Judge Blocks Texas Social Media Law That Would Have Let Banned Users Sue Websites

U.S. District Judge Robert Pitman pointed out that social media companies are privately owned platforms with their own First Amendment rights.

A federal judge blocked a Texas law that would have allowed users in the state who were banned from social media platforms to sue those companies over alleged censorship.

U.S. District Judge Robert Pitman for the Western District of Texas blocked the law on Wednesday, just a day before it was set to take effect, NBC News reported. The law, which was signed by Republican Gov. Greg Abbott on Sept. 9, would restrict how social media companies moderate their content.

The law was cheered on by Republicans, who have cried “censorship” when being banned from social media platforms for their posts. The law would have allowed social media users who believe a platform has improperly censored their viewpoints to sue social media platforms and potentially obtain attorneys fees.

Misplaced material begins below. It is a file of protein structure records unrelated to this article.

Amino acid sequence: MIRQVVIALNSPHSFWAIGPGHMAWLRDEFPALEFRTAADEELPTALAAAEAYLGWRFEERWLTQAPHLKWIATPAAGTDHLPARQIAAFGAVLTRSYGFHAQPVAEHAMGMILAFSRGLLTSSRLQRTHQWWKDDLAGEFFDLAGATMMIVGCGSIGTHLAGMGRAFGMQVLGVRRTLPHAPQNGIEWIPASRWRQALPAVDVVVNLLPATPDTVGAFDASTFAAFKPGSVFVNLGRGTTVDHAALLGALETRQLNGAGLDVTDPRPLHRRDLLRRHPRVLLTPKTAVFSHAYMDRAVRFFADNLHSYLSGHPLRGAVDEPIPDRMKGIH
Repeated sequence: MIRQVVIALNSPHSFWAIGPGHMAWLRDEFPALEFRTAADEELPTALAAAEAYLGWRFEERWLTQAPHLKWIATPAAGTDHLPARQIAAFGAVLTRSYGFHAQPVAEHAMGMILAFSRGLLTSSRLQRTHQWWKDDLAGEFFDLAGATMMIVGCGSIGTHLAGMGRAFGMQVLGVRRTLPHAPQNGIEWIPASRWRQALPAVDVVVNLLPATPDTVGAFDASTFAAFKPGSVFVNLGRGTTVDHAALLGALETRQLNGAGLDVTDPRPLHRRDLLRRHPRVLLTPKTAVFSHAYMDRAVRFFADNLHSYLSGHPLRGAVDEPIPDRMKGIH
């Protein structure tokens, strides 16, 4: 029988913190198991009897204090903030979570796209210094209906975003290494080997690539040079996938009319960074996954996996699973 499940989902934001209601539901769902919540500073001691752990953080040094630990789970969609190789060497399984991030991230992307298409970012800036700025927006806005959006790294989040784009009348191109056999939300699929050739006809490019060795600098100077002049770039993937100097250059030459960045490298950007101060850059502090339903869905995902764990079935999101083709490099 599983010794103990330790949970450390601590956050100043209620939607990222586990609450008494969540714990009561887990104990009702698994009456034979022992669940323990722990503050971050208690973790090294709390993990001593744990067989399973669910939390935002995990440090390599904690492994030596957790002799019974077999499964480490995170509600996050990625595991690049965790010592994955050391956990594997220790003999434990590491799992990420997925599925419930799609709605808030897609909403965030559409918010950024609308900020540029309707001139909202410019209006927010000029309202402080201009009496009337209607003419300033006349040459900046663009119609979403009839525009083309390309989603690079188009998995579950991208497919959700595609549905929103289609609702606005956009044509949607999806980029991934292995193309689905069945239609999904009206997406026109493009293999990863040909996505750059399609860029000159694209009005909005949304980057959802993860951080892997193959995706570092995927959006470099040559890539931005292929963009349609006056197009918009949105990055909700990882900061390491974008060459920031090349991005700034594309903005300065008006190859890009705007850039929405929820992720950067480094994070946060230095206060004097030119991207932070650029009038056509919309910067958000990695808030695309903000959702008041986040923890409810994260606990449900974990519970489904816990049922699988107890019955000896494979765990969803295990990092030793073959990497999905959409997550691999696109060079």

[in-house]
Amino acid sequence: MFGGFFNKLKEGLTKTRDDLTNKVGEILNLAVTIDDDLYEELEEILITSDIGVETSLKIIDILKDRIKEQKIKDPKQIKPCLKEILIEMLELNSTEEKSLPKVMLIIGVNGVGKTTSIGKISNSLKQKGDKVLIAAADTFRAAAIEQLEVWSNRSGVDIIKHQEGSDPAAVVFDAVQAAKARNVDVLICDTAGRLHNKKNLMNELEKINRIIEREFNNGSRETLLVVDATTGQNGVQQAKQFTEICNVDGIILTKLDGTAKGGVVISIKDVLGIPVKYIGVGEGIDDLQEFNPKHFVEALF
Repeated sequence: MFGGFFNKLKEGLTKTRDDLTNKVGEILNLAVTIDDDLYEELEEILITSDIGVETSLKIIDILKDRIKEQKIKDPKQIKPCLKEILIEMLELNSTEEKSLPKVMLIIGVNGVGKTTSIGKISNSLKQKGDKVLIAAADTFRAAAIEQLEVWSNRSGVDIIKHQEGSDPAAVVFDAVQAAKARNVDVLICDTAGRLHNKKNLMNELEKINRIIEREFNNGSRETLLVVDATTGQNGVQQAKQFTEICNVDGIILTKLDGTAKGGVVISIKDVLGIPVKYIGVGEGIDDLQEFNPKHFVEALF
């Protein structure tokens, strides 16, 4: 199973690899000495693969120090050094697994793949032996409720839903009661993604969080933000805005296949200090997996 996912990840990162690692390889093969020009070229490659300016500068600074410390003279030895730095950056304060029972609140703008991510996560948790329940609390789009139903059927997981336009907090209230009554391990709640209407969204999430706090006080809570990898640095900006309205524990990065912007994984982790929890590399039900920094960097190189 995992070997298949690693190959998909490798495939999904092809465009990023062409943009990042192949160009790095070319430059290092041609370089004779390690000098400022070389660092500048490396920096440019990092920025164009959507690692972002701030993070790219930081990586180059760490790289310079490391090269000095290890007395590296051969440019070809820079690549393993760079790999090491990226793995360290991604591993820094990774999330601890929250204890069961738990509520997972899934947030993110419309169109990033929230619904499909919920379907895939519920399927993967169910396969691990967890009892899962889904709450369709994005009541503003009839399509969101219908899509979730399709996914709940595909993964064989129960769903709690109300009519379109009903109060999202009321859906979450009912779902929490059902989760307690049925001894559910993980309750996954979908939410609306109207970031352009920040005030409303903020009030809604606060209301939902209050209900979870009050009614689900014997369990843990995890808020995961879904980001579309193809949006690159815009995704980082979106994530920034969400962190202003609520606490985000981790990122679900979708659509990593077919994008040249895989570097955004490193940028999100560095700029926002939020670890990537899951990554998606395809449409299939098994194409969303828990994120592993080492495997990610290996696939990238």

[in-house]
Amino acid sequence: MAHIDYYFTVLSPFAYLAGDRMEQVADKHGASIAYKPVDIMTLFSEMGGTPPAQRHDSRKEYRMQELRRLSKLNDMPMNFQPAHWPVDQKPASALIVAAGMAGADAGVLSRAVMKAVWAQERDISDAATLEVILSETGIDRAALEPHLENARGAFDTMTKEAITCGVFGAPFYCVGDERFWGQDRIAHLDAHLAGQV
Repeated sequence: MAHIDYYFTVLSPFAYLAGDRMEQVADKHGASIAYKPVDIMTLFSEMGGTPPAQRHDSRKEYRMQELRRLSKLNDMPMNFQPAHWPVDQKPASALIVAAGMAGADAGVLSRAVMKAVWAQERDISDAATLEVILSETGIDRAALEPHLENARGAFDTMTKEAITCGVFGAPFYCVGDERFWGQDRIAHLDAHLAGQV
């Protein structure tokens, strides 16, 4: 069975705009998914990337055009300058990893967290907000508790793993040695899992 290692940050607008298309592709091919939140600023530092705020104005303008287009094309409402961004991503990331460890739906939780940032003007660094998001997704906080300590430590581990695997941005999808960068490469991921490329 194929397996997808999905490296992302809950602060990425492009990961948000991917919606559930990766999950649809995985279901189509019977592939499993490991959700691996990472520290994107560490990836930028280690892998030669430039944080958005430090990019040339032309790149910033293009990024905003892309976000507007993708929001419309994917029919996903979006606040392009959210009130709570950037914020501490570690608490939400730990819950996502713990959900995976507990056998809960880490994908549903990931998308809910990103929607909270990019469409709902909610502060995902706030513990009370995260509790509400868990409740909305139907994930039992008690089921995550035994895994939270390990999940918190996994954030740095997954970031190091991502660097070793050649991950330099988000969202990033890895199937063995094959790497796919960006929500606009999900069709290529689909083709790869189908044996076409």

In his ruling, Pitman cited the First Amendment rights of privately owned social media companies.

“This Court is convinced that social media platforms, or at least those covered by [House Bill] 20, curate both users and content to convey a message about the type of community the platform seeks to foster and, as such, exercise editorial discretion over their platform’s content,” Pitman wrote.

Two trade groups, NetChoice and the Computer and Communications Industry Association, filed a suit to block the law in September.

NetChoice President and CEO Steve DelBianco said Wednesday’s ruling was the correct one.

“[House Bill] 20 would unleash a tidal wave of offensive content and hate speech crashing onto users, creators, and advertisers,” DelBianco said in a statement. “Thanks to the decision made today, social media can continue providing high-quality services to Americans while simultaneously keeping them safe from irresponsible users and offensive content.”

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